Open and Networked Learning

I wasn’t able to make it to our class on Tuesday for the video conference with Verena Roberts on open and networked learning but I was still able to take part via Blue Jeans Network, a video, audio and web conferencing tool that works anywhere with any device. Blue Jeans was easy to use and I didn’t miss out on the amazing learning opportunity. What a great way to expand the learning community beyond four walls! An open education experience during #openedweek.

Flickr – Global Water Partnership-CC-BY-NC-SA2.0

Through the video call our class was able to take part in a conference in Edmonton (co-located session) led by Verena, here are her slides and Resources. Her talk made me think about what learning opportunities are available beyond physical experiences and the possibilities of networked learning that connect our students to the wider, possibly global community and how I can bring this concept into my own classroom. Her slides laid out indicators of open educational practice based on her own research:

  • Designing for sharing
  • Participatory learning
  • Learning networks
  • Safe learning spaces
  • Expanded learning environment

Open and networked learning makes Inquiry Based Learning (IBL) possible, an opportunity for students to connect to community opportunities outside of their classroom. In IBL students are not given the answers, the responsibility for finding the information is on the learner, which means that we have to ensure that our students have the proper digital literacy skills necessary to succeed. By starting early with guided inquiry we can help our students learn to not only follow their curiosity and build their digital literacy but to become independent learners.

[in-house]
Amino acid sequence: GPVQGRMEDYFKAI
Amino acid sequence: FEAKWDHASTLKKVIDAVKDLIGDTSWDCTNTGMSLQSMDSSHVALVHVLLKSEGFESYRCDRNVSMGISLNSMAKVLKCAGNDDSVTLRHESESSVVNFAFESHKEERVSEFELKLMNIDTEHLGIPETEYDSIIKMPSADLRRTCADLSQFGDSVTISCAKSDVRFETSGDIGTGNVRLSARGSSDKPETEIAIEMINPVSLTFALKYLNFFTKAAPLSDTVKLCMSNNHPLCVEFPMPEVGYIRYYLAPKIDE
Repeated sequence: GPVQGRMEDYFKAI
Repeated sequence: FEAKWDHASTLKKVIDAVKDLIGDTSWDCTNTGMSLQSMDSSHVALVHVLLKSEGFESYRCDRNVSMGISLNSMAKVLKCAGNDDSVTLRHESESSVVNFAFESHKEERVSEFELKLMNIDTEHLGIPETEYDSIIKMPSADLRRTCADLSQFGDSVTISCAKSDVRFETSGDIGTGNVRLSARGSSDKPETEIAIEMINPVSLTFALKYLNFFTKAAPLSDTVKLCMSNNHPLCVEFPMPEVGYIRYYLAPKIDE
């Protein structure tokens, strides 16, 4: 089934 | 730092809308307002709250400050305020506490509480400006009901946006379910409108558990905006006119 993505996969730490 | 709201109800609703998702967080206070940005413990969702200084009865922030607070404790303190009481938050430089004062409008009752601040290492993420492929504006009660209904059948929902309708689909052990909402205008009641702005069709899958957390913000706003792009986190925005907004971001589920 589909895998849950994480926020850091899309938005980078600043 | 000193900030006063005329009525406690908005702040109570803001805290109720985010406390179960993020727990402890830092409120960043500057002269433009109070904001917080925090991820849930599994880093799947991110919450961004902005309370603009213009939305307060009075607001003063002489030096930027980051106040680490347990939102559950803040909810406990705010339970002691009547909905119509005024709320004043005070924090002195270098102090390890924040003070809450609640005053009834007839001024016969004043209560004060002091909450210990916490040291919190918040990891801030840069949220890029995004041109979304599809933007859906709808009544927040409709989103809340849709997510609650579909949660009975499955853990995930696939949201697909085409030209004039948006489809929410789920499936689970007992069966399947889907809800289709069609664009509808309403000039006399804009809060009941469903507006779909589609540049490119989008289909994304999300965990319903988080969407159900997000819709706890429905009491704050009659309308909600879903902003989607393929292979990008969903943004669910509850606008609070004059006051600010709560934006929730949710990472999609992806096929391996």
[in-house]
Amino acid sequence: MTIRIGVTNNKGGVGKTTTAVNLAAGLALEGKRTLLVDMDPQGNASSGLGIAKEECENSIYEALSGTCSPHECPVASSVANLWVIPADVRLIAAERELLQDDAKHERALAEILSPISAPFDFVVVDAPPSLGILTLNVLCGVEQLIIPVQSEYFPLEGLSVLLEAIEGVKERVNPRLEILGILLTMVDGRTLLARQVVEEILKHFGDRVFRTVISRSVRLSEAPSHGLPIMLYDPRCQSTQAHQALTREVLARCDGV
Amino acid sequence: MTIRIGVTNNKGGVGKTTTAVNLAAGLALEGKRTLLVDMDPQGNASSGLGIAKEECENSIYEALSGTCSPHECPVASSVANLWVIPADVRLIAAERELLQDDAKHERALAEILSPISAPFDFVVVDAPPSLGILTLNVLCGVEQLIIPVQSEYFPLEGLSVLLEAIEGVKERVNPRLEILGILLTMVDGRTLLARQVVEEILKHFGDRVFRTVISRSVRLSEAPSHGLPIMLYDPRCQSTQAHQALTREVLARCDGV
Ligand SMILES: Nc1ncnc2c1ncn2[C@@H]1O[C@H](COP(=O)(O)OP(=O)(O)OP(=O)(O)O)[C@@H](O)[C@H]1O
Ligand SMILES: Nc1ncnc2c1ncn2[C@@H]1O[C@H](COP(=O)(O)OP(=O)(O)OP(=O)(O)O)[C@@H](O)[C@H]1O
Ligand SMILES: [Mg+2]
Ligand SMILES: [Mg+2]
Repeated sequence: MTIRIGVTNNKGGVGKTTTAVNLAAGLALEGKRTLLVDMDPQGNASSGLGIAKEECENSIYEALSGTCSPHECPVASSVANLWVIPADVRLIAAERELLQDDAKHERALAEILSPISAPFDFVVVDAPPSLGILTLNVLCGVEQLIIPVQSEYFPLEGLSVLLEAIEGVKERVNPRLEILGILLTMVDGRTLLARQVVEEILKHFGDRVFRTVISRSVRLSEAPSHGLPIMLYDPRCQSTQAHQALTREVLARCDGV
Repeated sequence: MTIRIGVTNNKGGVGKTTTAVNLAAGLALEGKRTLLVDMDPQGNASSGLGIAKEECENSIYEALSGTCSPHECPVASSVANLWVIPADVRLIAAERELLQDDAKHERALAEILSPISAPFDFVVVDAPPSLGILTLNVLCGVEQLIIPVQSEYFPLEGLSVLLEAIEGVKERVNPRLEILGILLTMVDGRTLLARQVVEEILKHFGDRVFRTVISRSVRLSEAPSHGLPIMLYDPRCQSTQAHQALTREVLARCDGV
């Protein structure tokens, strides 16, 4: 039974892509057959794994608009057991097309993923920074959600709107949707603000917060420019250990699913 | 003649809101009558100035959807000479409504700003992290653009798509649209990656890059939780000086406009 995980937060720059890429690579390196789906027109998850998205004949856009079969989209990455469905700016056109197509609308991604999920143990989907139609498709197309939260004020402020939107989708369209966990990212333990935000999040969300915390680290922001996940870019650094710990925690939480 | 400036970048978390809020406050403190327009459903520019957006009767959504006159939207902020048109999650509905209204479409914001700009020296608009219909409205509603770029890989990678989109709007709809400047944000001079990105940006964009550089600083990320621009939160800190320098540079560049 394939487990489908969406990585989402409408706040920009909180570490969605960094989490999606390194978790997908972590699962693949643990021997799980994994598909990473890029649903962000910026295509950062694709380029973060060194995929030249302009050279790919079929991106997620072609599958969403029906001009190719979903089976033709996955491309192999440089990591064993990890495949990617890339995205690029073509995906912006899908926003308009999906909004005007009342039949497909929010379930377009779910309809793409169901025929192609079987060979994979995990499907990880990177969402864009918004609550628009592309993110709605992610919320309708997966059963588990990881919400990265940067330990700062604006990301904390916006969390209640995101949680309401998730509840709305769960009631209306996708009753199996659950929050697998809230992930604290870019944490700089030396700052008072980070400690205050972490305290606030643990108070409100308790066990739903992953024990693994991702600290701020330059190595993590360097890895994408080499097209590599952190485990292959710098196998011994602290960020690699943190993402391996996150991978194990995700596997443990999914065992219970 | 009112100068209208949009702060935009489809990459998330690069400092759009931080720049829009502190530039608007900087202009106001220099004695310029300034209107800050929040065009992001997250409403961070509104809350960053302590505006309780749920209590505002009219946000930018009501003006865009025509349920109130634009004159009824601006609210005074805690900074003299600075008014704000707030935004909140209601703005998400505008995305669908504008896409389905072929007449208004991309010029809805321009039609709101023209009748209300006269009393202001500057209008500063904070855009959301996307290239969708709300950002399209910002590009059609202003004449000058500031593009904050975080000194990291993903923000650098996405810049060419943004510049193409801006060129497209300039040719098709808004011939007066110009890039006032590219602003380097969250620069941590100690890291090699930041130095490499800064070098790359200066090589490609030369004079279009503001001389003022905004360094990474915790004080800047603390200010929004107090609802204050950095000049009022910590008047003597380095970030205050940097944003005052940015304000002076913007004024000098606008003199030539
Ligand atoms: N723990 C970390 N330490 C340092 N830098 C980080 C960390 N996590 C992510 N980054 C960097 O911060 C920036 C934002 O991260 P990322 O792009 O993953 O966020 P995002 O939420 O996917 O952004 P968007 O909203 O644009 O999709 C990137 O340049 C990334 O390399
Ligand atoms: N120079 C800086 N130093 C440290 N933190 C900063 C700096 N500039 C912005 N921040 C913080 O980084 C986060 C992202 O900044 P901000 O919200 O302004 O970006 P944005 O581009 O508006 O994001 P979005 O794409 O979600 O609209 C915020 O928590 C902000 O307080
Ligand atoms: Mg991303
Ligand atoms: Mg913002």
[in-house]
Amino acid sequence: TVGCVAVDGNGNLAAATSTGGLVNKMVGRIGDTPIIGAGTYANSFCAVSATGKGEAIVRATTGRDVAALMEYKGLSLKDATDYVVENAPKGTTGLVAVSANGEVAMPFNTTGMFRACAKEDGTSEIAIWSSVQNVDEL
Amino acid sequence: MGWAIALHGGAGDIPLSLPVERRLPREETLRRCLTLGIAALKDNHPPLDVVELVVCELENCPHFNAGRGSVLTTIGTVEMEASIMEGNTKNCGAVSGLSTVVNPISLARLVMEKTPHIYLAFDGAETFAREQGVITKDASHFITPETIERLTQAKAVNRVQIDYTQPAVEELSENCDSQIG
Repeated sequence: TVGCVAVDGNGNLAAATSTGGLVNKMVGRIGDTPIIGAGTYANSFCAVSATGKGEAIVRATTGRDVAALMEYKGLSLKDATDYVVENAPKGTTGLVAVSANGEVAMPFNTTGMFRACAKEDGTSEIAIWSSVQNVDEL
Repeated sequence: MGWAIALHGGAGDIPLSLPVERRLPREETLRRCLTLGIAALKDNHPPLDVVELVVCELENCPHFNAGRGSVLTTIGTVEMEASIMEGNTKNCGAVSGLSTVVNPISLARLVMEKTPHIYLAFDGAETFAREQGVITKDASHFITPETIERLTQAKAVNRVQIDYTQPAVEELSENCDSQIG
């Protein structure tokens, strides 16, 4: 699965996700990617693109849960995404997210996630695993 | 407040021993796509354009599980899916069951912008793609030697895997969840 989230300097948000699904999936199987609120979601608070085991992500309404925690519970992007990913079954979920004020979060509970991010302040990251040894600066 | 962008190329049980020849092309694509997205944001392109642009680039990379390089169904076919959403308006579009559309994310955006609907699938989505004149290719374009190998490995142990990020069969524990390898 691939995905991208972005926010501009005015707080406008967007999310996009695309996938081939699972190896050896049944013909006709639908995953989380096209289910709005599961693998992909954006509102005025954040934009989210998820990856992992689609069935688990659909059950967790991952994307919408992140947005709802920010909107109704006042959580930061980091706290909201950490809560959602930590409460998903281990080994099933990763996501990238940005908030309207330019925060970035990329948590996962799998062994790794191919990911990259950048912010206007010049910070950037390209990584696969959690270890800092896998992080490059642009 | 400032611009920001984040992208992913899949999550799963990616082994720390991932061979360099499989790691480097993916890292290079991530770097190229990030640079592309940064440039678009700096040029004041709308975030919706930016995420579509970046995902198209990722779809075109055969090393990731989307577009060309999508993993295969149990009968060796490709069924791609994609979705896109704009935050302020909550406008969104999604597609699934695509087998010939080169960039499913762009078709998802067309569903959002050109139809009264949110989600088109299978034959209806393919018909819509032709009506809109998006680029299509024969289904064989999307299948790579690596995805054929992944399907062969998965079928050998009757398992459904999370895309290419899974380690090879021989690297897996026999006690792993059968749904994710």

Creative Commons

We spent our last class learning about copyright and creative commons. If your like me you have probably heard the word copyright or seen the little symbol but are unclear about what it all means. While doing a bit of my own research I came across this site that breaks it down and makes it easier to understand. Here’s the basics….

So what the heck is copyright anyway? Copyright provides legal protection for original work that you create in a “tangible medium of expression” (picture, painting, written work, data file etc.). As soon as you have created it, it has instant legal protection.

Once you have written it you can either keep it all to yourself or you can give it away. If you decide you want to give it away there are many many ways to do that and they all fall into two categories: licences and assignments.

The first way to give your copyright away is as an assignment. You can think of an assignment as selling your copyright. Whoever purchases it can do what they want with it.

The other way to give away your copyright is through a licence. A licence means you are lending the rights to someone, you decide how they use it and for how long.

This is where Creative Commons comes in…. it is a licence that is applied to work protected by copyright. Essentially a way to easily share copyrighted work.

Creative Commons symbol

Creative Commons, a non-profit organization allows people to licence their copyrighted work to anyone who is willing to follow the licencing terms.